Cosmiques Couloir with Jacob Wester, Andre Dalkarl and Michelle Blaydon
Droites SW Face, solo from first lift on Aiguille du Midi, -30C morning!
Cosmiques Couloir with Michelle Blaydon
Oreilles de Lapin with Erik Wallner
Aiguille de Mesure NE Face, Aiguilles Rouges, solo
Solo skiing from the bend of Couturier in flat light as the cloud rolled in, then an afternoon sun run on Z de Papy the same day
Early February powder run on Col de la Verte from where it got rocky mid height
Solo run finding the complex line on Z de Papy
Skyway, Rond and Para Face with Jesper Petersson and Guillaume Mars
Solo training on the an icy Rond early season with a loaded arete
South Face of Tour Ronde into Brenva Glacier before Christmas with Michelle Blaydon and Morgan Sahlen
Col des Courtes with Tof Henry and Andre Darlkarl
Shoulder of Aiguille du Tacul with Michelle Blaydon, probably the best top to bottom snow quality I’ve ever come across
Pre-Christmas Couloir Cache into the Brenva Glacier with Tom Coney
A solo mission hitching through to Skyway, under the cables, Marbree and then back to Chamonix via the Valley Blanche. Marbree was so sick until I hit a rock and broke my 2 day old ski under the foot. It happened to be my left leg that took the shock which was recovering from the disc herniation onto the sciatic nerve route for that leg. After more than a little worry I’d suffer a setback, I woke up fine the next day. Lucky, very lucky.
Choosing my 5 best steep ski lines in Chamonix is a tough call. They aren’t the steepest, most exposed or gnarliest but are a combination of being very aesthetic in one way or another while offering some great skiing. The variety of terrain comes into play with the combination of faces, spines, aretes and the odd couloir greatly adding to the pleasure, interest and overall experience for a skier in the modern idiom where hop turns are reserved solely for ultra serious situations. Skiing is all about the velvet smooth sensations transmitted from the ski and snow quality is the most vital ingredient to deliver this. Going out and scratching down these runs like an alpinist may satisfy those dominated by goal driven tendencies but being patient for the right conditions will yield a much richer experience.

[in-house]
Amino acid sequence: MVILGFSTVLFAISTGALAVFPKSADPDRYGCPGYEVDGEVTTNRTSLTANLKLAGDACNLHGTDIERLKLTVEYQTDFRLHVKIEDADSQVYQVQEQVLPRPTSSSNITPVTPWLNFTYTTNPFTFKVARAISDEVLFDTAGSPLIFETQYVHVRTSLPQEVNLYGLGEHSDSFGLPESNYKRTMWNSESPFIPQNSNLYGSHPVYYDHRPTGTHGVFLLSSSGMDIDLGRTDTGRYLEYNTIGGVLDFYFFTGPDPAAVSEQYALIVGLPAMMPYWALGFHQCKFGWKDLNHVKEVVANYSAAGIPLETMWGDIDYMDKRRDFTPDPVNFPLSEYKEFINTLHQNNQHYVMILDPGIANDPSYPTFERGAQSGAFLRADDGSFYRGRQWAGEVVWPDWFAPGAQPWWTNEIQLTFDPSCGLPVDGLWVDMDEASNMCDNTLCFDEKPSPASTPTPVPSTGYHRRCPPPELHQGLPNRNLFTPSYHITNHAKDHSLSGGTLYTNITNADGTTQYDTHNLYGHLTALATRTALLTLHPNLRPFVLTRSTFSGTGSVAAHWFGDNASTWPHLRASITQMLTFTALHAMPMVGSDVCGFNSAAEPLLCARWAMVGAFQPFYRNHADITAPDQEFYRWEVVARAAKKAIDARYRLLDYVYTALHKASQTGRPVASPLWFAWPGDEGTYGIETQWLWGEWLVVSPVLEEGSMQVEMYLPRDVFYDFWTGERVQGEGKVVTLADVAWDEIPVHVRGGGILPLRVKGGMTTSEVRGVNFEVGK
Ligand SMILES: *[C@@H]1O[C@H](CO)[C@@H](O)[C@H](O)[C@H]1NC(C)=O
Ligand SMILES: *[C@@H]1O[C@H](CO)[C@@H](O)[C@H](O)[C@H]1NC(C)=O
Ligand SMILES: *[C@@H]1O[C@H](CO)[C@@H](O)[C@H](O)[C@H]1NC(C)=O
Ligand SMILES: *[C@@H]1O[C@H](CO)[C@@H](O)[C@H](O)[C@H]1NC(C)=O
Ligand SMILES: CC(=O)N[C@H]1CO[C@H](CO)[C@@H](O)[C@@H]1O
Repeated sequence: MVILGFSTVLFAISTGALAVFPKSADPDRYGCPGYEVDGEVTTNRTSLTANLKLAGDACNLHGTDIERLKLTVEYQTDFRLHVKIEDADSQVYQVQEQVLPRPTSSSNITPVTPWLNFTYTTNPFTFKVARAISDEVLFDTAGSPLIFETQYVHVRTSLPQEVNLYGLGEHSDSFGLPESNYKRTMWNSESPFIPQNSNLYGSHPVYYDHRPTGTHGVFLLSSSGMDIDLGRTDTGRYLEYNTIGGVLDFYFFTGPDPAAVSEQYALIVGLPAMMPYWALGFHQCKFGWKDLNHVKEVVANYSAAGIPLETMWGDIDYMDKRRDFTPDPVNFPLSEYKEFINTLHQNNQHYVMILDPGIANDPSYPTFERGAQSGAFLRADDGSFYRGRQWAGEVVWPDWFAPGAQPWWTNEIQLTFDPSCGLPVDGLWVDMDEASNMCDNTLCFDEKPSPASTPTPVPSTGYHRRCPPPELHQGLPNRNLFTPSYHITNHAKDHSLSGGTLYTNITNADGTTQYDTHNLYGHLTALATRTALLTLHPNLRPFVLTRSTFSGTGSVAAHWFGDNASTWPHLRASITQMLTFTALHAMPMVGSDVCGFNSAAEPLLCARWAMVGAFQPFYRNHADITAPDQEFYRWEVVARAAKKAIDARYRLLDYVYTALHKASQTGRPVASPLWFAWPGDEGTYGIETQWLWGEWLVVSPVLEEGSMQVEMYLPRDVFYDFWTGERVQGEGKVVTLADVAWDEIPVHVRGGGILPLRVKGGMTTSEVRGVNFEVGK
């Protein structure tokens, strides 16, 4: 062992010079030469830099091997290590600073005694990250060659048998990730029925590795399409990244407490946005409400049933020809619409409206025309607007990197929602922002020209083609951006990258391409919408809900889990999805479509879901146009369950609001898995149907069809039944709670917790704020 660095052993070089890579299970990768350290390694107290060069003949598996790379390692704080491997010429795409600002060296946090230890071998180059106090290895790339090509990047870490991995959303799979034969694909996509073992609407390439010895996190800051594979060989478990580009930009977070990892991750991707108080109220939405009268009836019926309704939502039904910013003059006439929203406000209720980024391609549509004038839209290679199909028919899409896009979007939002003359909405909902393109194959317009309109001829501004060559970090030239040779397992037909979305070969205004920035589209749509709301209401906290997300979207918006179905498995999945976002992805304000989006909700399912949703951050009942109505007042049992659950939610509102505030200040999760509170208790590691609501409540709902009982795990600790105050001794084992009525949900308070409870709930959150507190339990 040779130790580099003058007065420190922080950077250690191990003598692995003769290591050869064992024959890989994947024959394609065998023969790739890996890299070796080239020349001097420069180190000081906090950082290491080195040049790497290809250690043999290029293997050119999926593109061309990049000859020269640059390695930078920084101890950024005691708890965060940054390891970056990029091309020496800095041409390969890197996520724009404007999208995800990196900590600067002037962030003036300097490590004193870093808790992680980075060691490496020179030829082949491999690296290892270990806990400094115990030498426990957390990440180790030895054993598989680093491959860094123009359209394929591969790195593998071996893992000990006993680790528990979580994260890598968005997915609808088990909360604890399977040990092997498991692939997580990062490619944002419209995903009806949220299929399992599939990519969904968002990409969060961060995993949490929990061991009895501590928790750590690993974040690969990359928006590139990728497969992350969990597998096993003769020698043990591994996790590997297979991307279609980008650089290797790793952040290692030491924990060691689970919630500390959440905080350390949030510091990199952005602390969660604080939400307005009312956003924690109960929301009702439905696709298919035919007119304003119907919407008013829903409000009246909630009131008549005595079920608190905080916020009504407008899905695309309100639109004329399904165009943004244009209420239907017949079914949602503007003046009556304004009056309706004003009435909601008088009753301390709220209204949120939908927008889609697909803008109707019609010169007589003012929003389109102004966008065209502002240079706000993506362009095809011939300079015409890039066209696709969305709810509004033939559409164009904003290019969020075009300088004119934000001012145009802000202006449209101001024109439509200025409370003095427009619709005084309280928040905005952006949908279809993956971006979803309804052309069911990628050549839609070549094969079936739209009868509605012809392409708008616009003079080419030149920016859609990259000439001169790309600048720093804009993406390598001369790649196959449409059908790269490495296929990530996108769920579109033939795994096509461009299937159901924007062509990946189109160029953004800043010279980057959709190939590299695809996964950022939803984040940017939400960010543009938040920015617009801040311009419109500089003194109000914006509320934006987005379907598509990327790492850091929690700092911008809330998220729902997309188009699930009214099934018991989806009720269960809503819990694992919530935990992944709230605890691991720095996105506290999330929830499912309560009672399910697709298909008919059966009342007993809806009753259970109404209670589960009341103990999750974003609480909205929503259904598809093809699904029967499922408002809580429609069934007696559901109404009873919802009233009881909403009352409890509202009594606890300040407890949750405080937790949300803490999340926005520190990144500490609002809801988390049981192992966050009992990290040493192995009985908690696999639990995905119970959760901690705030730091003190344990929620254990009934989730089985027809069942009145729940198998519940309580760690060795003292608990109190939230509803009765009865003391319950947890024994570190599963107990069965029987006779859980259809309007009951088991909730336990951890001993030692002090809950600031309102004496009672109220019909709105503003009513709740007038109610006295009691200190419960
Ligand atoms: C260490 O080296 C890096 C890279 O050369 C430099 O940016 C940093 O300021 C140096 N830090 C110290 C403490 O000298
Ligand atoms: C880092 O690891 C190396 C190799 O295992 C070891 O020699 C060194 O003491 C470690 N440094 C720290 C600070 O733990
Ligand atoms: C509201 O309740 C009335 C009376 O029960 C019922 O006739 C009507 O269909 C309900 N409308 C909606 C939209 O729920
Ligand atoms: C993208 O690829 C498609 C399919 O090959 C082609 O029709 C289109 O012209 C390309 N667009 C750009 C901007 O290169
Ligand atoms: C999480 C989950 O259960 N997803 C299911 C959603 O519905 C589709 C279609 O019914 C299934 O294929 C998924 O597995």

1. The Grand Gervasutti Couloir.
An all time classic and the great big funnel on Mont Blanc du Tacul that draws your eye every time you ski in the Valley Blanche. It’s just so aesthetic, with 800 metres of vert, and a pretty steep entry before it eases to about 50° until the bergschrund. No rocks, abseils, its all about the skiing. Overhung by seracs whose threatening nature varies year on year, you will feel their presence as soon as you get in this line and ski it out as fast as possible.
2. Mont Mallet Diagonal
While this line in itself is not the most aesthetic, the surroundings about it and the long approach via the Breche Puiseux make it a special journey through the mountains. The situations in the line are incredible looking across to the Dent de Geant with all the hanging seracs under the Rochefort Arete and the full panorama from Tacul to the Chamonix Aiguilles. The skiing is very good with the couloir soon widening into a face offering the opportunity to open it up. Don’t be surprised if you are tight to catch the last train down from Montenevers, we made it by half an hour but certainly felt it in the legs and needed a couple of pints at MBC afterwards.